February 06, 2004

"Snowclone" as a chart R&B song

J-P Stacey is annoyed by "clichéd journalistic laziness", but is even more annoyed by Glen Whitman's coinage "snowclone":

Redolent of William Gibson and other “writors”, it sits on my screen like a chart R&B song in my CD collection. And although it was coined in mid-January (they’re able to date it to the second because it was sent by e-mail: how terribly clever of them) it nonetheless sounds like something from either the mid-90s or early 80s. Retro kitsch or merely a flailing motion made by the thinly read?

It’s ironic that the name itself has its origins in a fit of laziness, grasping for the nearest thing to hand: the apocryphal, middlebrow saw about Inuit words for snow. An irony that, in a burst of meta-irony, would be best appreciated by those involved: those least likely to admit to having been slapdash. Even that meta-irony is—I could go on, but that would make me one of them.

I'm afraid that I lost the thread of this complaint somewhere in the second level of meta-irony, because I was distracted by the scare-quoted "writors" in the first clause. Is Stacey suggesting that Gibson has a spelling problem, or has adopted a non-standard spelling for this word as a sort of badge of identity, or is commonly referred to in this way by some other group for some reason? If so, I've missed it. Or is this just an obscurely snarky way of saying that Stacey thinks Gibson is a bad writer? And why are the words of writers who can't (or won't) spell writers right "like a chart R&B song"? Probably it's just that Stacey feels socially and culturally superior to both, but perhaps there's a more substantive connection.

I'm just a bystander here, but if I were Glen Whitman, I'd be happy to be classed with William Gibson and chart R&B songs. I'm tempted to try to annoy Mr Stacey enough to get him to call me some names too. Let's see, could I be 'redolent of Stravinsky and other "muzishuns", sitting on the screen like a Iain Banks novel in my collection of Victorian masterpieces.' No, I'm no good at this, I'll leave it to him.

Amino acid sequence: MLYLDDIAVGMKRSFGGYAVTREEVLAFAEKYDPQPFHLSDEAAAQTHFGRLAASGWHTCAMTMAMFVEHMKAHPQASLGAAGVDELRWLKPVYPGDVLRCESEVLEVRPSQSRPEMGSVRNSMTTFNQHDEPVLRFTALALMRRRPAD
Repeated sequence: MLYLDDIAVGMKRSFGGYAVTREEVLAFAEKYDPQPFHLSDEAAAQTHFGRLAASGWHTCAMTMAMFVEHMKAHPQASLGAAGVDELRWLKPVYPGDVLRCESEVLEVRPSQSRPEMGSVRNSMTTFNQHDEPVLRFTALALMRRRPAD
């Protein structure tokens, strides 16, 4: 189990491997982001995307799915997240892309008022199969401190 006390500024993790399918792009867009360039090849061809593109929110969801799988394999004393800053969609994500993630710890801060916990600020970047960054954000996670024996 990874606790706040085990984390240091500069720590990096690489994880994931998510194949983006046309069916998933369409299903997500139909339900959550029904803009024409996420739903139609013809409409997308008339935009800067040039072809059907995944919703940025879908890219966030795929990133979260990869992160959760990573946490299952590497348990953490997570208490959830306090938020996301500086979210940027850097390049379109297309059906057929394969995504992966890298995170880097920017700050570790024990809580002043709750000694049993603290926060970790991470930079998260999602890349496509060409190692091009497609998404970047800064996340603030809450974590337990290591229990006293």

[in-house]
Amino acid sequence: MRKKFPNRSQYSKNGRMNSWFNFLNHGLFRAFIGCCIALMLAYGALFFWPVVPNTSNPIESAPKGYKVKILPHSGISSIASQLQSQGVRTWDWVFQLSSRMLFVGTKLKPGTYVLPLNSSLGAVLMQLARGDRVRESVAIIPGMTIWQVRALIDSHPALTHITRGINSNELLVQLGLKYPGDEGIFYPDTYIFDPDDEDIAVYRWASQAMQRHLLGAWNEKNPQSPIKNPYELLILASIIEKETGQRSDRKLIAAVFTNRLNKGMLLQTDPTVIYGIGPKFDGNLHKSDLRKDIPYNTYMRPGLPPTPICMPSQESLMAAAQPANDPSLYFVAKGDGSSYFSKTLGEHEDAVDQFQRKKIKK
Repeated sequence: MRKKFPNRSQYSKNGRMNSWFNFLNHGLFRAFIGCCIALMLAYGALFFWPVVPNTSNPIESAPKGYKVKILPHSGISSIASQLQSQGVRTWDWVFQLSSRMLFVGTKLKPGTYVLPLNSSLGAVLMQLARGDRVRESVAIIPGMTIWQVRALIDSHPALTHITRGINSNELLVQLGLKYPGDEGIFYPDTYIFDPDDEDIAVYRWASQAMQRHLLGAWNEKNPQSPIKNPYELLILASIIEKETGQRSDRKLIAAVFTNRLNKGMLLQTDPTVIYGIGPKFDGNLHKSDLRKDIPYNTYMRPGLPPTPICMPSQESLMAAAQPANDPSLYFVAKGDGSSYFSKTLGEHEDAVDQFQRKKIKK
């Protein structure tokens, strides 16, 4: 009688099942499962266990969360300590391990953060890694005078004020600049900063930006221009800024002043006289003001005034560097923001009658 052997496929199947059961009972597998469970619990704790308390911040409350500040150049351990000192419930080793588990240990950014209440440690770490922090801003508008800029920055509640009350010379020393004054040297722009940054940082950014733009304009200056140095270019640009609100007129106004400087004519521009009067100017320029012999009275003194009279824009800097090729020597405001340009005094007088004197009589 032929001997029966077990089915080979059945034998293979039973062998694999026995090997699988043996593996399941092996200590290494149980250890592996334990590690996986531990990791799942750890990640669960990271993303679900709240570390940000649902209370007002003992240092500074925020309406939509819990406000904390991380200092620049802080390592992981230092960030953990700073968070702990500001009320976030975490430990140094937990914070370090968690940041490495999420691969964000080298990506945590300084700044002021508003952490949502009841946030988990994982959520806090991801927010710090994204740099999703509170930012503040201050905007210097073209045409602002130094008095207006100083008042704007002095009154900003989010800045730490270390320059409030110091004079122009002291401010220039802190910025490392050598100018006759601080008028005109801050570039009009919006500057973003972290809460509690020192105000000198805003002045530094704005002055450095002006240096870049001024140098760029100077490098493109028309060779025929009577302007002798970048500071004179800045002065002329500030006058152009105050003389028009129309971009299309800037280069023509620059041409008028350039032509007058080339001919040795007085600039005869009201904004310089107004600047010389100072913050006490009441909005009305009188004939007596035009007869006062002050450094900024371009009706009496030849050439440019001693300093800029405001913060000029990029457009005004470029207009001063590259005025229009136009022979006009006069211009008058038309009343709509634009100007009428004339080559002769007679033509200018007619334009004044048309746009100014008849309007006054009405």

[Update: John Kozak emails:

I can elucidate "writor" (I think).

The UK political/cultural TV satire programme "Spitting Image" had as a stock character a Leonard Nimoy puppet, who would start with the declamation: "I am not Spock! I am LeoNARD Nimoy, the actOR", do a chunk of Shakespeare, then spasm into Trekisms (e.g. "to be or to ... Beam me up Scotty!").

So, "actOR" is widely used in the UK to denote a certain kind of thesp. I'm guessing "writor" is by analogy with this, though I haven't come across other evidence that this is productive. Interesting inflection, though, if so.

I'm always thankful for clues to linguistic puzzles, but I don't think I get it yet. If John's construal is correct, then J-P Stacey was suggesting not that William Gibson has a spelling disability, but rather that he is -- pretentious? That's at least not completely nonsensical, but it seems too meta-ironic (infra-ironic? ultra-ironic?) to credit.

However, it indeed would be a devilishly subtle inflection: to imply that someone is aspiring above his station, merely by failing to reduce the vowel of the agentive suffix. K3wl! I'd try it out the next time I'm patronized by a "waitor", but I'm afraid that this may turn out to be like Marmite, one of those features of British culture that doesn't cross the Atlantic very well. ]

[Update #2: T Campbell emails another theory:

I suspect it has less to do with Nimoy and more to do with the slangy spellings of the "leet haxors" or "leet haxorz" or "1337 h4x0rz."

That makes sense, but (like many sensible things) it would be a disappointment -- I was getting attached to the theory of an unreduced-agentive morph meaning "inappropriately ambitious". And shouldn't it be "wr17Orz" or "wr173rz" or "wr1tOrz" if it's 1337-speak? Anyhow, it all goes to show that "theory of mind" reasoning is hard. Stacey meant something by misspelling "writors" in scare quotes -- but what?]

[Update #3 (4/10/2004): Stacey has noticed this note, and explained himself (as of 4/8). After reading what he has to say, I still don't know why he called William Gibson a "writor". He did oblige me with a few paragraphs of wordy insults, but none are very memorable. I'm disappointed, since he has a real talent. ]

Posted by Mark Liberman at February 6, 2004 08:01 AM